Valuing a publicly traded company is a fairly easy proposition. Every day, shares trade hands between willing buyers and willing sellers. The price of that trade, times the number of shares outstanding, provides the capitalized value of the company. For any shareholder’s stake, the value of that interest is the number of shares held multiplied by the price.
Valuing privately held companies is far more difficult. The standard is, fundamentally, the same: What would a willing buyer pay, and what would a willing seller accept, if neither were under any requirement to buy or sell? Putting that standard into practice is very different, because there is no public market for the shares. In particular, with closely held firms the issue of control becomes paramount. If one stakeholder controls the enterprise, his or her share may command a premium, while the minority shareholders’ interest will be discounted. The minority interest may get an additional discount if there are restrictions on selling it, as is usually the case.
These principles of tax law are nothing new. The new twist came in utilizing them in the context of a family limited partnership or, alternatively, a family-run limited liability company. These are legal entities used to manage family wealth, and also to move wealth to younger generations in a planned, controlled fashion. By employing discounts for illiquidity and lack of control, the transfer tax costs (gift taxes or estate taxes) could be significantly reduced. The IRS gets particularly unhappy when the new legal entity is essentially a repository for a portfolio of marketable securities. There are many sound non-tax reasons for employing a family limited partnership to manage any kind of wealth, but the IRS believes that no one would go to the trouble for a portfolio of securities except to secure additional tax benefits.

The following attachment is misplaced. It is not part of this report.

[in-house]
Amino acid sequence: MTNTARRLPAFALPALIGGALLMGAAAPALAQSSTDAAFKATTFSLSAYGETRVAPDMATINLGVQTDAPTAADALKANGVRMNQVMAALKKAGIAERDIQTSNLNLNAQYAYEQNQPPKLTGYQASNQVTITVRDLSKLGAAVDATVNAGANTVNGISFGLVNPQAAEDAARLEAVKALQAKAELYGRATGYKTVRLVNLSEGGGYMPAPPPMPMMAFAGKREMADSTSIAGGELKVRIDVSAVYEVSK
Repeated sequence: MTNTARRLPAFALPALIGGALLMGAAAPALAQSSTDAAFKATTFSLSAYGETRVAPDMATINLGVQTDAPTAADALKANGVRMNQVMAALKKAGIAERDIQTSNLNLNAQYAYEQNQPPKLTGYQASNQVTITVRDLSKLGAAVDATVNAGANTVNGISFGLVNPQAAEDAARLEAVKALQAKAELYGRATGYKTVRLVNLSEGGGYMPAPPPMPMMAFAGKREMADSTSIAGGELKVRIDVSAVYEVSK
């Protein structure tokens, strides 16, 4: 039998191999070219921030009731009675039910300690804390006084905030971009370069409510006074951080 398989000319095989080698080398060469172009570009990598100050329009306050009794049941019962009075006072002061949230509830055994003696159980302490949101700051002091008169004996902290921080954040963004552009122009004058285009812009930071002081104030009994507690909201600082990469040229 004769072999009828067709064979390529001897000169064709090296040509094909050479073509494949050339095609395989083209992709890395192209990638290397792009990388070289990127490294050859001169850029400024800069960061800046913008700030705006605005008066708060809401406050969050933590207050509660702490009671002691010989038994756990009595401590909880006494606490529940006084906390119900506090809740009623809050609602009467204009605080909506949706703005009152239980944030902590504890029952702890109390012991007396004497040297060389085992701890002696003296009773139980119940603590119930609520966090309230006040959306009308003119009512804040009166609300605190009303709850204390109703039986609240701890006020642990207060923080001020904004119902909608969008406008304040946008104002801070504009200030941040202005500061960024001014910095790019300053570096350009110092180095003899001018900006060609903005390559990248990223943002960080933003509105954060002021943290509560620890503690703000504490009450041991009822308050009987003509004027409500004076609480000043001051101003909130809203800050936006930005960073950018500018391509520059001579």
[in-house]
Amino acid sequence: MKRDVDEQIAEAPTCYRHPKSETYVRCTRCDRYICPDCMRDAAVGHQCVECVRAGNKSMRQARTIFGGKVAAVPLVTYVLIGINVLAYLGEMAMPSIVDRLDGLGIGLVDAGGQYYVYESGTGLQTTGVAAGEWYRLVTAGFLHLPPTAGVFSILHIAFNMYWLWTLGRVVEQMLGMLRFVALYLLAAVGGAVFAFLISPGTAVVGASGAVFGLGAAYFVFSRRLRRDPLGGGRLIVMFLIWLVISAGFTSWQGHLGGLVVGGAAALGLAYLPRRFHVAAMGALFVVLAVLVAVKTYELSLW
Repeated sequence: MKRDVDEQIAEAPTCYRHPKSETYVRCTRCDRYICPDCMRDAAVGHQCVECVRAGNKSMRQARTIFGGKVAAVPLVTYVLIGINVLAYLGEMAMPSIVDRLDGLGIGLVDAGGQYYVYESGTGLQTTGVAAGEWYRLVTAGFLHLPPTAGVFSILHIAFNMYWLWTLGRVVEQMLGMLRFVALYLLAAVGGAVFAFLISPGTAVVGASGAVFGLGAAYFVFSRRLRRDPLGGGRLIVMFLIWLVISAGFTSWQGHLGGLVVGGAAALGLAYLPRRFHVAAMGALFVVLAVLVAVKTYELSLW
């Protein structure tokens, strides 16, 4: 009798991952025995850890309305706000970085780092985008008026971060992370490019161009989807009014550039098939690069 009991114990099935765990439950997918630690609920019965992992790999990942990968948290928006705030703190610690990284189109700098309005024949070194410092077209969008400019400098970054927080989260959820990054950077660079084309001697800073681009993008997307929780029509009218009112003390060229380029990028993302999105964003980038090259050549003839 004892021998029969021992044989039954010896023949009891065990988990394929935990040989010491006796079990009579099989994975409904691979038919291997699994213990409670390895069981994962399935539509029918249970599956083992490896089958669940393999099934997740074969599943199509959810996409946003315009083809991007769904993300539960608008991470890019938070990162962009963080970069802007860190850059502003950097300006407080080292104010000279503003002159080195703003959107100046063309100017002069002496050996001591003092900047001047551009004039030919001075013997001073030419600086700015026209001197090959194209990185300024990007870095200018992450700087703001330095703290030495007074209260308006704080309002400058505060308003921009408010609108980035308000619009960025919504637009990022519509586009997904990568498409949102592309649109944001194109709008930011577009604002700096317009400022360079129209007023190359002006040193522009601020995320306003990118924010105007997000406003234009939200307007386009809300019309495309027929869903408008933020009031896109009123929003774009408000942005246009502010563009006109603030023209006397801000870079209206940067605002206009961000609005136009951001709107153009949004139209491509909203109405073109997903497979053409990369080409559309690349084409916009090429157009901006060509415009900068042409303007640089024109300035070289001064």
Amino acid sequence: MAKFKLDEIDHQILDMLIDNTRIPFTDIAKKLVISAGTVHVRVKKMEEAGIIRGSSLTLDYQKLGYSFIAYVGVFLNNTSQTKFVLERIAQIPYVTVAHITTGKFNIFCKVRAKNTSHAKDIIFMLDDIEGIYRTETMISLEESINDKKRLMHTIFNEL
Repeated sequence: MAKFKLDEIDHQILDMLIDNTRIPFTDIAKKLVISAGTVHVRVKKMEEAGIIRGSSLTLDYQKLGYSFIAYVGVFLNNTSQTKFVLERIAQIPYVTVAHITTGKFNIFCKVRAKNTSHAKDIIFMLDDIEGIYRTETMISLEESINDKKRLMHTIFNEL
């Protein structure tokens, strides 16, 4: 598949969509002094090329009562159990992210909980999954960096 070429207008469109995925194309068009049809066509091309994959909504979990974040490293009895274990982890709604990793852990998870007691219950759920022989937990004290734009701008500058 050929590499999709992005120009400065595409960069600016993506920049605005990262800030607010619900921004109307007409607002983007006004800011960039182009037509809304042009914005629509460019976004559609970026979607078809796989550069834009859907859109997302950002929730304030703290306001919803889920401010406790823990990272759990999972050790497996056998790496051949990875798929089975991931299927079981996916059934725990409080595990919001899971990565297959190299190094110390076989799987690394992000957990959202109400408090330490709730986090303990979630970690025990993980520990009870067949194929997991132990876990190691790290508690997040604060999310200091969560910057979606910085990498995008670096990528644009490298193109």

Accordingly, the IRS has effectively declared war on family limited partnerships, by proposing a new set of regulations under Internal Revenue Code 2704 last year, which deals with intra-family transfers. The proposal is detailed and abstruse, and it is not limited to securities portfolios. There has been much resistance to the proposal from business owners.
Speaking to estate planners at the Heckerling Institute on Estate Planning, Catherine Hughes from the Treasury Office of Tax Legislative Counsel reported that the IRS will be moving ahead on finalizing the controversial proposed Regs. She reported that more than 10,000 comments were received, and no doubt the vast majority were in opposition. The December hearing on the proposal lasted more than six hours, which Ms. Hughes thought to be a record for recent times.
Contrary to the reactions of many commentators, the proposed Regs. were not intended to eliminate all minority discounts, Ms. Hughes asserted. The final Regs. will make that point very clear, as well as addressing other misunderstandings identified during the comments period.
Elimination of the federal estate tax might not render the §2704 Regs. moot. They could come into play if the federal gift tax is retained, or if there will be a capital gains tax imposed at death.